Japan health workers snub COVID-19 database as PM Suga seeks to digitize government

FILE PHOTO: A medical worker watches the ‘Blue-Impulse’ aerobatic team of Japan Air Self-Defense Force

FILE PHOTO: A medical worker watches the ‘Blue-Impulse’ aerobatic team of Japan Air Self-Defense Force as they fly over the Self-Defense Forces Central Hospital to salute the medical workers at the frontline of the fight against the coronavirus disease (COVID-19) in Tokyo, Japan May 29, 2020. REUTERS/Issei Kato

TOKYO (Reuters) – Japanese health workers are snubbing the government’s real-time COVID-19 database introduced in the middle of the pandemic to better deal with outbreaks, pointing to hurdles for the new prime minister’s goal of digitising the government.

Just 40% of medical institutions are using the online database known as HER-SYS that was rolled out in May, a health ministry survey showed this week. Respondents complained that the system is too time consuming to use or duplicated work that they still have to do with paper forms and fax machines.

“There is a big shortage of personnel who can cope with this system,” said Satoru Hashimoto, the director of intensive care at the Kyoto Prefectural University of Medicine.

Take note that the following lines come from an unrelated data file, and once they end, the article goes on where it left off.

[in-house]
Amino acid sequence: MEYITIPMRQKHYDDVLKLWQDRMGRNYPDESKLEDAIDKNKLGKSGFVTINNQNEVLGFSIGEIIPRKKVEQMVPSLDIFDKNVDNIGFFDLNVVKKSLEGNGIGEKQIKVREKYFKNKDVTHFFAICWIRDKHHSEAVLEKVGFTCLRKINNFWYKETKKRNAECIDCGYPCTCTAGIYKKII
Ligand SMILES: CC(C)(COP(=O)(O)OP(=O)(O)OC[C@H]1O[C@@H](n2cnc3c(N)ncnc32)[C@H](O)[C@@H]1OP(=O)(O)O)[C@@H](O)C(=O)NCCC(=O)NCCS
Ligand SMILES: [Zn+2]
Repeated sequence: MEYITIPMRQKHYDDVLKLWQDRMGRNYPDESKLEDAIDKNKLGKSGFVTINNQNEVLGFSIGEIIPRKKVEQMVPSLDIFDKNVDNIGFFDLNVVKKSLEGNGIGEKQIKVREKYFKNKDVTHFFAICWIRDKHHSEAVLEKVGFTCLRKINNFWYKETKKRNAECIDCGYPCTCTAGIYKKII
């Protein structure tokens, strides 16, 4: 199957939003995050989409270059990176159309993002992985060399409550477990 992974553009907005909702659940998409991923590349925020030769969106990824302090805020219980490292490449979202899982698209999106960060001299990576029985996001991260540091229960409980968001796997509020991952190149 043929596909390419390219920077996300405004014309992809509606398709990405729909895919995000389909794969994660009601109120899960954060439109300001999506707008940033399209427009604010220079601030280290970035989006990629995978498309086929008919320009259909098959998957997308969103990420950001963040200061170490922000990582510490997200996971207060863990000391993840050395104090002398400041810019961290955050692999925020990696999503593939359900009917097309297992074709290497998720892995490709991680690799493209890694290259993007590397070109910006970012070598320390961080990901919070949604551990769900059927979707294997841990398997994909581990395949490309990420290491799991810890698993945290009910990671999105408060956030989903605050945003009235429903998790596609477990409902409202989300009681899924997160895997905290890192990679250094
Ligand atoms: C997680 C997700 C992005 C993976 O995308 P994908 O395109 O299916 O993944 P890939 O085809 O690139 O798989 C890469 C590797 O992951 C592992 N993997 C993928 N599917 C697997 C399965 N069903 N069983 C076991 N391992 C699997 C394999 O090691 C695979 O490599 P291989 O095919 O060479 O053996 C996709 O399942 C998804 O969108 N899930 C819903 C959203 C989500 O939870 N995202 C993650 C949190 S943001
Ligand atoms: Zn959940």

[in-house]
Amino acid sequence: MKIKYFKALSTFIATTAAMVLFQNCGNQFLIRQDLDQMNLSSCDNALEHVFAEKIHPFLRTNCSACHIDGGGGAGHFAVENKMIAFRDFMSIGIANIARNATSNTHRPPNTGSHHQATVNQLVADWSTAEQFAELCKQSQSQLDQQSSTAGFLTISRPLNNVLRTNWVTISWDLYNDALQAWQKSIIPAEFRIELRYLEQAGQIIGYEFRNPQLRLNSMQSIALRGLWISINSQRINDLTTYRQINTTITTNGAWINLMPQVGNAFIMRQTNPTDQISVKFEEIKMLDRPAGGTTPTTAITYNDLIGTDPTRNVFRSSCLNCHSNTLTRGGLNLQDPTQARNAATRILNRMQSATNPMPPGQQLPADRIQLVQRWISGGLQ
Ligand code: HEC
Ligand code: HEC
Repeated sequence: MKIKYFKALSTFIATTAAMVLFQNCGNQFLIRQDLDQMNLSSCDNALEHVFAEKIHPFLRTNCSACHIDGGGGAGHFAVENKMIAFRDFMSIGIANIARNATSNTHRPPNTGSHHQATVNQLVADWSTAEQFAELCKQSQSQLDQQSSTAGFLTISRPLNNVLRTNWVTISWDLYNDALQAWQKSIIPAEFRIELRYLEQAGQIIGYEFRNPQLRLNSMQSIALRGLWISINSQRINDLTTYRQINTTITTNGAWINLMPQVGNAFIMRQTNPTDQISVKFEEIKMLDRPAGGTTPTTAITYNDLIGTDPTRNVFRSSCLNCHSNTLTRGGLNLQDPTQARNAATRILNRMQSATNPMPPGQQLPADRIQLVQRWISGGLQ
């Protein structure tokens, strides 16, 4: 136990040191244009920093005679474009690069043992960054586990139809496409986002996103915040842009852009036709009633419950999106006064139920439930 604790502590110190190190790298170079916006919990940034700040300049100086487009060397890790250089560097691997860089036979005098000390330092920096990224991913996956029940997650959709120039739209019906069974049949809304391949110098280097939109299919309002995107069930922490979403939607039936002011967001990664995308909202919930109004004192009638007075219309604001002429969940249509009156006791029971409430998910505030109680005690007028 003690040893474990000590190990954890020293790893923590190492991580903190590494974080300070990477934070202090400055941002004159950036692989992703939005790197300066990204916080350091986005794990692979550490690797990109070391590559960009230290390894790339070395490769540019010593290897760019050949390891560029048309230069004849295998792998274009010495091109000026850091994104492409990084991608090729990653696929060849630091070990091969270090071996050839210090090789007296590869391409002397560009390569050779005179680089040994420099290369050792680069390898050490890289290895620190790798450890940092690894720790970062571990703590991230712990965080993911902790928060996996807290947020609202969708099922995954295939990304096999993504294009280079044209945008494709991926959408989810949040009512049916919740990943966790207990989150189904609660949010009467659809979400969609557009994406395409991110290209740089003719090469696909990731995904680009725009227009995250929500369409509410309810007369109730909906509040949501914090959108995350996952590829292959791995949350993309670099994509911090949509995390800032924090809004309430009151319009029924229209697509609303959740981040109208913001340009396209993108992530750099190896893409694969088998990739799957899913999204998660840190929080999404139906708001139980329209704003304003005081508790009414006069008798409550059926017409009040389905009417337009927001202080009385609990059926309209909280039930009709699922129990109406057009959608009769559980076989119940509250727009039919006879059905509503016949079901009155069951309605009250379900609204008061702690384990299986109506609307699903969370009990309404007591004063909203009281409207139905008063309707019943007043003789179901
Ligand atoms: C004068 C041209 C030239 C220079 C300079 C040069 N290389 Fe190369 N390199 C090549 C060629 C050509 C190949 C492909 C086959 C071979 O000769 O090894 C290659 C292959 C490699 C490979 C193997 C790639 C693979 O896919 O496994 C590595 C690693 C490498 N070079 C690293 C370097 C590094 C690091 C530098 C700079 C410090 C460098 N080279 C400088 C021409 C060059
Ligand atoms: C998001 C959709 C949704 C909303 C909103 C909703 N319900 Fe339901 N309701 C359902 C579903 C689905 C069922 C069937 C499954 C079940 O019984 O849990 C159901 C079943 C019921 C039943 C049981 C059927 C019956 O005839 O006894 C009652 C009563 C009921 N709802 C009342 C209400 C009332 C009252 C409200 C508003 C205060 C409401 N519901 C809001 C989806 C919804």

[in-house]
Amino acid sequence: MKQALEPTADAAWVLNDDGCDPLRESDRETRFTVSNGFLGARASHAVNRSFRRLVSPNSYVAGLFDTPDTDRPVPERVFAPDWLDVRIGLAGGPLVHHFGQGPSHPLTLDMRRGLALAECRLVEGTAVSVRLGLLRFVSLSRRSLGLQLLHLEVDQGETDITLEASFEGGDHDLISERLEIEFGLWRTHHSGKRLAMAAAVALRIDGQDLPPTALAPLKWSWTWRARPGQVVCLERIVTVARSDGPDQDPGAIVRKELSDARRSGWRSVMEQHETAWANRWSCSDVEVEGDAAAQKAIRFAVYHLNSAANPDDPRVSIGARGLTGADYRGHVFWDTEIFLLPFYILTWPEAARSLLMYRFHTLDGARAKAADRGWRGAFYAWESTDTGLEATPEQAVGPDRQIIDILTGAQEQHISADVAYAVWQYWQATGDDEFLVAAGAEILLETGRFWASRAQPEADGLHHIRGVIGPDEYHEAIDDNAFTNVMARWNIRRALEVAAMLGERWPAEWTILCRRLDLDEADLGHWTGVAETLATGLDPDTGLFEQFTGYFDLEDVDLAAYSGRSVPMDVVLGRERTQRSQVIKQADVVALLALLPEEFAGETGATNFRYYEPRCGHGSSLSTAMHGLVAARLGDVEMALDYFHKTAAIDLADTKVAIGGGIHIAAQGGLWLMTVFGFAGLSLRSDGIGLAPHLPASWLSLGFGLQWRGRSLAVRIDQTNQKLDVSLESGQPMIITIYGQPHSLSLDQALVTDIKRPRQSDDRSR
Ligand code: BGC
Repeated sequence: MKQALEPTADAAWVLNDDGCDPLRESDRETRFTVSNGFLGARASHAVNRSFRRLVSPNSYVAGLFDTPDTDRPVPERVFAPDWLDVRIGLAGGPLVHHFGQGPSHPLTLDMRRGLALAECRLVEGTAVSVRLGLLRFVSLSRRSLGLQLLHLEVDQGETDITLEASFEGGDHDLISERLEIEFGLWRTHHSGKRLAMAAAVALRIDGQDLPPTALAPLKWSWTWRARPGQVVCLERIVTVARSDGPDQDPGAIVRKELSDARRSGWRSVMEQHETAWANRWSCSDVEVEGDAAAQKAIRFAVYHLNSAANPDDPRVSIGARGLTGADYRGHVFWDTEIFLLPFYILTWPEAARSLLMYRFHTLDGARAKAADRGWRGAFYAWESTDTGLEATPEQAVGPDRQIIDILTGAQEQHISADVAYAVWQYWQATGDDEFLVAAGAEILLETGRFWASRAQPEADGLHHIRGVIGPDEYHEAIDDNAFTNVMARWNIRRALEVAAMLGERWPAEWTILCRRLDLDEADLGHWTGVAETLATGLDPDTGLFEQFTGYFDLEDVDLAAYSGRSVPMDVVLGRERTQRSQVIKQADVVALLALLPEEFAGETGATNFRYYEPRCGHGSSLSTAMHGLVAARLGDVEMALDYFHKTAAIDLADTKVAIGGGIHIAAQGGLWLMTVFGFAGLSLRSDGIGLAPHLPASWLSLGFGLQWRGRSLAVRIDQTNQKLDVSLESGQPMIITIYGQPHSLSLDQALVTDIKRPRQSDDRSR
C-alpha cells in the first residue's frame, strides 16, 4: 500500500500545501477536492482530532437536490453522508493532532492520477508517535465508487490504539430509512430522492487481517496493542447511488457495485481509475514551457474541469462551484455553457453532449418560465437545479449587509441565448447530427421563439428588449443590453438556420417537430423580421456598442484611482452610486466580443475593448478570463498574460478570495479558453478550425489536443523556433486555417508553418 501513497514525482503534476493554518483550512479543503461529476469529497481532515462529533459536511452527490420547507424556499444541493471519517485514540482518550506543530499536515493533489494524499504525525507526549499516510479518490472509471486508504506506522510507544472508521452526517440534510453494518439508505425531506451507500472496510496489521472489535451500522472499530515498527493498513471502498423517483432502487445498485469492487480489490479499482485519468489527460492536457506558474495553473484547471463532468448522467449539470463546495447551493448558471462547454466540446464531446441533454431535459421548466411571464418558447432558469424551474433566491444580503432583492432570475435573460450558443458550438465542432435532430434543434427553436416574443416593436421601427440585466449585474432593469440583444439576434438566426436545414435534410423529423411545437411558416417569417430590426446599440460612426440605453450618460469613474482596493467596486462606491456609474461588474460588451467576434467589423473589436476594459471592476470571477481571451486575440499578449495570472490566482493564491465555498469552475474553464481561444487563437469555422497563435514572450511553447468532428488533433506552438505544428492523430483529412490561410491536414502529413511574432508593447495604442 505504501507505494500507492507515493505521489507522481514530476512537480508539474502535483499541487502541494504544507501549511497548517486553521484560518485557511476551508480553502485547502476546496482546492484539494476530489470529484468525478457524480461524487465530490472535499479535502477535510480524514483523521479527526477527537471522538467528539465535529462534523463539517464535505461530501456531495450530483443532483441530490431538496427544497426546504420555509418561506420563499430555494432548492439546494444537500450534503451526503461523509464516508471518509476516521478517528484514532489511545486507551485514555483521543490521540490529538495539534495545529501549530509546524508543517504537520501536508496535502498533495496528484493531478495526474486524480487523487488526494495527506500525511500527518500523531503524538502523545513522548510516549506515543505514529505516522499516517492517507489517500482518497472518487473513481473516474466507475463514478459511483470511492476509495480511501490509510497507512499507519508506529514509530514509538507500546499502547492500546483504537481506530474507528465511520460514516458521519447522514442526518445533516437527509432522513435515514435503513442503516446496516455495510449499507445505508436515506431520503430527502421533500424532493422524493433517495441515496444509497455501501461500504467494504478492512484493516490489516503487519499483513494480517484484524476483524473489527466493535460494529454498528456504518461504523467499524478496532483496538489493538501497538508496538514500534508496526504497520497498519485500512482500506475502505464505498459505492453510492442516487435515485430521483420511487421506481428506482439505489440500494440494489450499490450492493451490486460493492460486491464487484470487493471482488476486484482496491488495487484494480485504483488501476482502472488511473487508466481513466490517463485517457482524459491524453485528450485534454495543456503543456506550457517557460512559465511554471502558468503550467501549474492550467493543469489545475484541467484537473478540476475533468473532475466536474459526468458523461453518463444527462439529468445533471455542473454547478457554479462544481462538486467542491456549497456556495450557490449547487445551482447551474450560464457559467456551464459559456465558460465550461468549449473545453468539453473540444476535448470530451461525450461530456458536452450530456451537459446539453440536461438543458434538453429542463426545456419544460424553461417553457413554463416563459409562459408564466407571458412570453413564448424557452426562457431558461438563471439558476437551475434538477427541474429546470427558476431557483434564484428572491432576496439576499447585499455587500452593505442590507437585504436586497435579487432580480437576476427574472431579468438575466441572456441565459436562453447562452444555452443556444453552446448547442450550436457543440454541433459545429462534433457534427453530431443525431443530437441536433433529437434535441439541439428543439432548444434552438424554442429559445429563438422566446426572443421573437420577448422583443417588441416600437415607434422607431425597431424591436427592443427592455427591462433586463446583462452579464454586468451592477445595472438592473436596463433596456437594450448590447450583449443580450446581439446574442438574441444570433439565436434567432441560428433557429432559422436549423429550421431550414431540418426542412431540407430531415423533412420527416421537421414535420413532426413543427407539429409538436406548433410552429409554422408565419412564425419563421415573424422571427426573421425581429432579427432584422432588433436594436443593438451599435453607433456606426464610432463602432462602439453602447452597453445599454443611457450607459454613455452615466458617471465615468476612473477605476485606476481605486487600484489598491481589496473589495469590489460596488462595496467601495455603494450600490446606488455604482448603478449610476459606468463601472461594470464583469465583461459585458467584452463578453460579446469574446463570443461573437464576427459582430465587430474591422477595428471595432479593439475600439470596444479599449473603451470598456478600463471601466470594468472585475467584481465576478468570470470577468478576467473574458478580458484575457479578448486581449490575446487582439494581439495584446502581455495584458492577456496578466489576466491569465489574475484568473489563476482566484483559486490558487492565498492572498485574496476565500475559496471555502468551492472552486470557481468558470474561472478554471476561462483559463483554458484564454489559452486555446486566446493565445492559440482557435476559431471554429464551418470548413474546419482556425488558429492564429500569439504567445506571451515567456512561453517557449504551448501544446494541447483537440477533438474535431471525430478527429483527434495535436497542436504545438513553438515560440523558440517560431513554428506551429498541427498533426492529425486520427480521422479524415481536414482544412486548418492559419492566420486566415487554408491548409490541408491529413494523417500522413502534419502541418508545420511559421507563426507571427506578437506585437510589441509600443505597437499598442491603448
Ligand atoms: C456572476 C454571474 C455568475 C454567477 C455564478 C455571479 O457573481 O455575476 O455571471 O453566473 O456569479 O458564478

HER-SYS has a “notorious reputation” for requiring more than 120 fields to be filled in, said Fumie Sakamoto, the infection control manager at St. Luke’s International Hospital in Tokyo.

Most hospitals in Tokyo or Osaka, the nations’ biggest metropolitan areas, still haven’t installed it as they have their own systems, she said.

Modernising Japan’s outdated government administration has been a key pledge of Prime Minister Yoshihide Suga, who was elected premier this month. He is aiming to create a new digital agency to lead the charge.

The pandemic has spotlighted those problems, with bureaucratic hang-ups slowing stimulus checks to the public and infection data that are often delayed or inconsistent between regions.

Uptake of HER-SYS has been short of the government’s goal, health ministry official Hiroshi Umeda told reporters on Wednesday. The ministry undertook the survey as a means to improve the system and has asked a working group of experts to advise on how to do so.

“We are trying to accommodate request to make it more easy and convenient,” he said.

Reporting by Rocky Swift; Editing by Michael Perry

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